You are the chair of a community and academic partnership (CAP) in a major city. After five years of building a shared vision, establishing the structure, and managing a stream of steady national funding to engage in health promotion and disease prevention activities for your identified community, you have been informed that your CBPR partnership funding has been cut. You, the researchers, and the partnership members had anticipated a reduction in funds, but were not prepared for a full cut. Six months from now, the CAP will not have financial support.

You will have your monthly CAP meeting next week.  Given your precarious funding status, what are your immediate priorities? During the time you have for this activity, fill in the boxes in the chart below with 1-3 short term and 1-3 long term goals for each concern.  This exercise will help you figure out what to do at the next meeting.  First, to establish short term goals, and second, to establish the groundwork for goals over the long term.

 

 

Concern

 

Short-Term/Meeting Goals

 

Long-Term/Next 6 months

 

Future funding

 

 

 

Morale/
membership

 

 

 

Current and future projects

 

 

 

Setting/ place of meetings

 

 

 

Community relations

 

 

 

Examples of Short and Long-Term Goals

 

Concern

 

Short-Term/Meeting Goals

 

Long-Term/Next 6 months

 

Future funding

 

  1. Convene a sub-committee
  2. Meet with PI (or fiscal conduit) to ensure staff support

 

  1. Advocate with current funder for more $
  2. Start searches for smaller, doable initiatives that build on current projects

 

Morale/
membership

 

  1. Address morale up front
  2. Encourage attendance
  3. Organize members to advocate for more funding

 

  1. Revisit structure of CAP (i.e., mission/bylaws/membership)
  2. Revisit identity and community presence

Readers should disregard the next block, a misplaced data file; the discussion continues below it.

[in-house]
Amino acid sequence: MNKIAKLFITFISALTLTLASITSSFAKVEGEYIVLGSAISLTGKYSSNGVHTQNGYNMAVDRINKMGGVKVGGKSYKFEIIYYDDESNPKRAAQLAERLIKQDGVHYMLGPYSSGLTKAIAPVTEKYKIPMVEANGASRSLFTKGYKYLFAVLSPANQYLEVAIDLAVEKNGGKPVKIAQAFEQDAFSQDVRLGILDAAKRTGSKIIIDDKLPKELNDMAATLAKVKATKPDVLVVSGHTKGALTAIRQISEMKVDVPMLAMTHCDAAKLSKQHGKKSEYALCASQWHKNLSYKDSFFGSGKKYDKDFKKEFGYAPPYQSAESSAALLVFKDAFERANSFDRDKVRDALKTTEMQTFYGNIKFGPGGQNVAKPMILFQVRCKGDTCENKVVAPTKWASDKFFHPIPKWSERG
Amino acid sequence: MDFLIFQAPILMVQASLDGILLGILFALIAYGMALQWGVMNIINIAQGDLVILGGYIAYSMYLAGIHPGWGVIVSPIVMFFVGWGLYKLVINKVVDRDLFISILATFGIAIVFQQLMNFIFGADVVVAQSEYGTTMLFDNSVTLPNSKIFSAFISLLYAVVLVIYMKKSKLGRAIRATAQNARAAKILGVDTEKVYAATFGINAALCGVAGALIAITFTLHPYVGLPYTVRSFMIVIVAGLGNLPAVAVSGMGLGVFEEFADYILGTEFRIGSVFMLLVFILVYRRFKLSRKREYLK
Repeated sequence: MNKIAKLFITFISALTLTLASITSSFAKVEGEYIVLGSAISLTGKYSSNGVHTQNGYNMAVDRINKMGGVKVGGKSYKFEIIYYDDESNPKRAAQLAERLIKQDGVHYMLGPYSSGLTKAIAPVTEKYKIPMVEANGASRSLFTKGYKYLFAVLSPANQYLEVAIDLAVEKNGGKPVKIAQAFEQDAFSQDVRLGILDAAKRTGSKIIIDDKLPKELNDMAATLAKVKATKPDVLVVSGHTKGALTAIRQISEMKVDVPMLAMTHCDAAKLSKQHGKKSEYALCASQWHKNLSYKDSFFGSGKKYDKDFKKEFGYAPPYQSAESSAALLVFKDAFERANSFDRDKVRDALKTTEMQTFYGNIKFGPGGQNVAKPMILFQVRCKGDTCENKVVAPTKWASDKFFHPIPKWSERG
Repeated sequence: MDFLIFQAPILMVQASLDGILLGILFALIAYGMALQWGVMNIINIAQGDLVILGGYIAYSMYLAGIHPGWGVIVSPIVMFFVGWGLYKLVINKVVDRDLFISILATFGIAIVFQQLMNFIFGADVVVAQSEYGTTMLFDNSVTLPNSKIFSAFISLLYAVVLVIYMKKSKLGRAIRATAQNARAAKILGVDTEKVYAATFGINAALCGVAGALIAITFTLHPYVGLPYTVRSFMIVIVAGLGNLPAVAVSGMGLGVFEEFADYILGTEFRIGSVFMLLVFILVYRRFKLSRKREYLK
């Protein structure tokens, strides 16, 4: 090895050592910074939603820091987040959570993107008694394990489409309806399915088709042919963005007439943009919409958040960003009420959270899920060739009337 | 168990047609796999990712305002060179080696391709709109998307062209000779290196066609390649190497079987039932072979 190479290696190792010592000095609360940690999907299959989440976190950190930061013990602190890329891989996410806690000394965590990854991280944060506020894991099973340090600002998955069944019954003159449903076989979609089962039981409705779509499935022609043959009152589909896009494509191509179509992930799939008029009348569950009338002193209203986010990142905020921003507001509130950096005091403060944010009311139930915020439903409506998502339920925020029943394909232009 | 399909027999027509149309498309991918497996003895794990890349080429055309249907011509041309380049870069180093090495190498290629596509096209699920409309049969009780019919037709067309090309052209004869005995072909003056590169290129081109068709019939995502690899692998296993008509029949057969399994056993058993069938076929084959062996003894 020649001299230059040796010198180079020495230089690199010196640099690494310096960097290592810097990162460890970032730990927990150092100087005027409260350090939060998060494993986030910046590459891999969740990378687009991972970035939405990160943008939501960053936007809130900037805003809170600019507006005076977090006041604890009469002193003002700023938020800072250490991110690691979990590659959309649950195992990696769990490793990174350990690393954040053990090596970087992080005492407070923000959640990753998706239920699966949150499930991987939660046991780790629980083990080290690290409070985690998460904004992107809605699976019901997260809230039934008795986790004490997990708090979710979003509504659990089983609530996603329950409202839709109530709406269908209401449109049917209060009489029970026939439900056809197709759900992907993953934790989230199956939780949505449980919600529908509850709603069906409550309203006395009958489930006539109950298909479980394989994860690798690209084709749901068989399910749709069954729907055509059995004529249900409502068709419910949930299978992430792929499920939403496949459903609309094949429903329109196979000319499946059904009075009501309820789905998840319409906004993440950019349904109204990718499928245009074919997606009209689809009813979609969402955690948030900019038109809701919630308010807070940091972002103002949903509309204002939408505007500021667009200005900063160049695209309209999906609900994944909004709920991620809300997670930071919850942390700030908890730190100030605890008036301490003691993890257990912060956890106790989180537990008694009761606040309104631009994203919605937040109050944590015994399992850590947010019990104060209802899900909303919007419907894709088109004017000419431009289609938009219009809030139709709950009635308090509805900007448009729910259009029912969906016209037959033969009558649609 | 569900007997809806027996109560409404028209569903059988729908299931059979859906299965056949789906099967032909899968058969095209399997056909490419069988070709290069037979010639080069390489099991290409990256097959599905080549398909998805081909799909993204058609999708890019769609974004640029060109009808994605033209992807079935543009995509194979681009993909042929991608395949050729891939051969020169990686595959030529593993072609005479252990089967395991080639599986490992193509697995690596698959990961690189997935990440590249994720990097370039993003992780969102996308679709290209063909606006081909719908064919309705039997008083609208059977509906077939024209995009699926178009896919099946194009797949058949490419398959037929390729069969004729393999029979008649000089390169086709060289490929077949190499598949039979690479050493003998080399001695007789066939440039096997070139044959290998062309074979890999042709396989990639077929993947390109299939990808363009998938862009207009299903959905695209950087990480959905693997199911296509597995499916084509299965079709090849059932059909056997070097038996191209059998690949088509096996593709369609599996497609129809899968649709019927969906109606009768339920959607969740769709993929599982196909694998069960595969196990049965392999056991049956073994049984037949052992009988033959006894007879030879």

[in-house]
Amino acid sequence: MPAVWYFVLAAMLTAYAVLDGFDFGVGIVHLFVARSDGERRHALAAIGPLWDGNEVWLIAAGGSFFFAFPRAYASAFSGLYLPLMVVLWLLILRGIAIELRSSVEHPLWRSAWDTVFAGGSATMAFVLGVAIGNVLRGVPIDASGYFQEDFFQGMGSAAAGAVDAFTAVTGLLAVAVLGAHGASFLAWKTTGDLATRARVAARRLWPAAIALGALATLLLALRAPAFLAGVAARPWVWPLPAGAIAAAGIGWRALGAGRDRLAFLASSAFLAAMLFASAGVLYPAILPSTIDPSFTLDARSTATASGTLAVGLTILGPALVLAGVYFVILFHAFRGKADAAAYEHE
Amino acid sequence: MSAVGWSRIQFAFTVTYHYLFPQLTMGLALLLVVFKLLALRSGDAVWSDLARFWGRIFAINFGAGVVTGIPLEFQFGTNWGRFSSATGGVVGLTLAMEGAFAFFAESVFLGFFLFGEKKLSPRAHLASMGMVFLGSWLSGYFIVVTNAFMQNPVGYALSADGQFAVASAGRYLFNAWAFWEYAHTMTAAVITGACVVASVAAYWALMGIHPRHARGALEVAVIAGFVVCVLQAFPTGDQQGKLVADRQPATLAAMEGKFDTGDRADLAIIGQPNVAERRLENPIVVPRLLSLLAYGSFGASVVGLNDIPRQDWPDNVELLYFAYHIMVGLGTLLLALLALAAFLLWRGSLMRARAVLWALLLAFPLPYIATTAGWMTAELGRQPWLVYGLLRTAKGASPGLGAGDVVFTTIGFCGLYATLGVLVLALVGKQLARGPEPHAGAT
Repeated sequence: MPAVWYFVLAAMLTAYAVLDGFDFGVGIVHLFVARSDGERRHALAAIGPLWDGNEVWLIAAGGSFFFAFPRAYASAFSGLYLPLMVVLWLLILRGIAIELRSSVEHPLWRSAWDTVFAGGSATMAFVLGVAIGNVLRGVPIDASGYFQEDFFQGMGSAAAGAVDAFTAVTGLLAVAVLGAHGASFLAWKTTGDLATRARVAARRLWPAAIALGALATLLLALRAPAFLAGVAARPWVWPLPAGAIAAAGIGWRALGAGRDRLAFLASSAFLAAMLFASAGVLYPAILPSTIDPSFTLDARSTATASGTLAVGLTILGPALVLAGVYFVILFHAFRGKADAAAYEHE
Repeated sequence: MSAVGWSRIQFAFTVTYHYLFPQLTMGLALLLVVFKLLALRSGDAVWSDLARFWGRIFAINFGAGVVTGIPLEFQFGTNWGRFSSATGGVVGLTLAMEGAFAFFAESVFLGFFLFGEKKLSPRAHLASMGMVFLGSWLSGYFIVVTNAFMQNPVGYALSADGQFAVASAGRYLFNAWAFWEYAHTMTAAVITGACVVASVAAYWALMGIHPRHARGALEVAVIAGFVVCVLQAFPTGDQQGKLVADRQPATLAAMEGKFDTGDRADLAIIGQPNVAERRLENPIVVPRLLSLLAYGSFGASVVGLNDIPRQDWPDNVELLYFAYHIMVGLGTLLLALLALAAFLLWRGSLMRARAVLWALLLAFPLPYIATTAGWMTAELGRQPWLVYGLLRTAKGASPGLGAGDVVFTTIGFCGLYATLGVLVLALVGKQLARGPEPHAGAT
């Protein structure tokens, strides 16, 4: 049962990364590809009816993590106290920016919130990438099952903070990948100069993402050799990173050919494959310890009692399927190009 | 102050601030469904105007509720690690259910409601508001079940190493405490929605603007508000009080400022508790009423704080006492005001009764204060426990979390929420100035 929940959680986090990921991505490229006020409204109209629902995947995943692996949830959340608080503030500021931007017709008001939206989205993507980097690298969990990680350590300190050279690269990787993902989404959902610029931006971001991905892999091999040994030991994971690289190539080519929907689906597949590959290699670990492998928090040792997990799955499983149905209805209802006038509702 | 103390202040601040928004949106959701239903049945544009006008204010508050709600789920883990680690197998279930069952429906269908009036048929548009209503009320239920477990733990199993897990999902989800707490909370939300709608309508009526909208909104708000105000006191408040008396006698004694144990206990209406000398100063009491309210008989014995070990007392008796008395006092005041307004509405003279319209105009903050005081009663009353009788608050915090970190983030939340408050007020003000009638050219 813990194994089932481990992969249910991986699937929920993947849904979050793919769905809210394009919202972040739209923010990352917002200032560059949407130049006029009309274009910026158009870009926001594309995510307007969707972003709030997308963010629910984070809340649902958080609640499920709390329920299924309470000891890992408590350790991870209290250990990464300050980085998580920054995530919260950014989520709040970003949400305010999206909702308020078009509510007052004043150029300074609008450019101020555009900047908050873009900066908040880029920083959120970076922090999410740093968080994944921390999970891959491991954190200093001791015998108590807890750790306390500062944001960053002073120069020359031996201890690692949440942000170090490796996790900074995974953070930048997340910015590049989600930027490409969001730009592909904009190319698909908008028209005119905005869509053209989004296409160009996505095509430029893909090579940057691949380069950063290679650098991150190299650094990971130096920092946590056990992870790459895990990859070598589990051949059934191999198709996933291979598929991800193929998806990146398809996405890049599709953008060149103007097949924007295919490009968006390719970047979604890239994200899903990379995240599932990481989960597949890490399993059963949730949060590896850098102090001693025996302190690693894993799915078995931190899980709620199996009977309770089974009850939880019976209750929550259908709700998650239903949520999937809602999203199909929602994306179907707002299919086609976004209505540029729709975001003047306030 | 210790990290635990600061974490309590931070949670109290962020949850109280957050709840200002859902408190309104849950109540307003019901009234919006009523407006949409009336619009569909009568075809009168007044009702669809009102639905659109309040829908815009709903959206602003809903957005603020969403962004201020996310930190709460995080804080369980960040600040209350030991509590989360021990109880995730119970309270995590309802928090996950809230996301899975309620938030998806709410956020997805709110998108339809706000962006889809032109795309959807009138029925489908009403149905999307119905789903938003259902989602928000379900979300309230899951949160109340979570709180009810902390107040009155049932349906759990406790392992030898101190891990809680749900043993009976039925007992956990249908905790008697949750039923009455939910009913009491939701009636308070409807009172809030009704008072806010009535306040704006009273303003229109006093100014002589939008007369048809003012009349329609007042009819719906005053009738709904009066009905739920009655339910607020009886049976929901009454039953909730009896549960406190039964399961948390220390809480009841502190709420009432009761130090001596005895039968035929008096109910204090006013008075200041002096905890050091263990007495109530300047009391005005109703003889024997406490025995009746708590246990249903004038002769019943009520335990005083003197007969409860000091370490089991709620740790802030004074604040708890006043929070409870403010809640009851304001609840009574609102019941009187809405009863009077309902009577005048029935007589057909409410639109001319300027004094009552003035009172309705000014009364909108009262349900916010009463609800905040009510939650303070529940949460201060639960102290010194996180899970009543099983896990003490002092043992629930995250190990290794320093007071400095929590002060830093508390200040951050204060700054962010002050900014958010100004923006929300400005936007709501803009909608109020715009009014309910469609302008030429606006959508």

Current and future projects

 

  1. Secure staff support
  2. Assess/inventory projects
  3. Secure board commitment to projects

 

  1. Prioritize what is doable/desirable (consider how a project can best be packaged for a possible "end" product)

 

Setting/place of meetings

 

  1. Enlist commitment on part of host

 

  1. Continue to enlist commitment on part of host

 

Community relations

 

  1. Share statement/ announcement via community meetings and academic networks

 

  1. Present the news; inform public of current status

 

Exercise 7.4.3: Weathering Change Temporary Funding Scenario

You are the chair of a community and academic partnership (CAP) in a major city. After five years of building a shared vision, establishing the structure, and managing a stream of steady national funding, the partnership approached the end of a funding cycle with little prospect of maintaining a relationship with the funder. Since the news about the cessation of funding, board members have questioned why funding for the partnership was not renewed and why the success of their CBPR approach appeared to be unrewarded. Further investigation into future initiatives of the funder did not seek innovative partnerships to improve health disparities, nor did they encourage a social justice approach.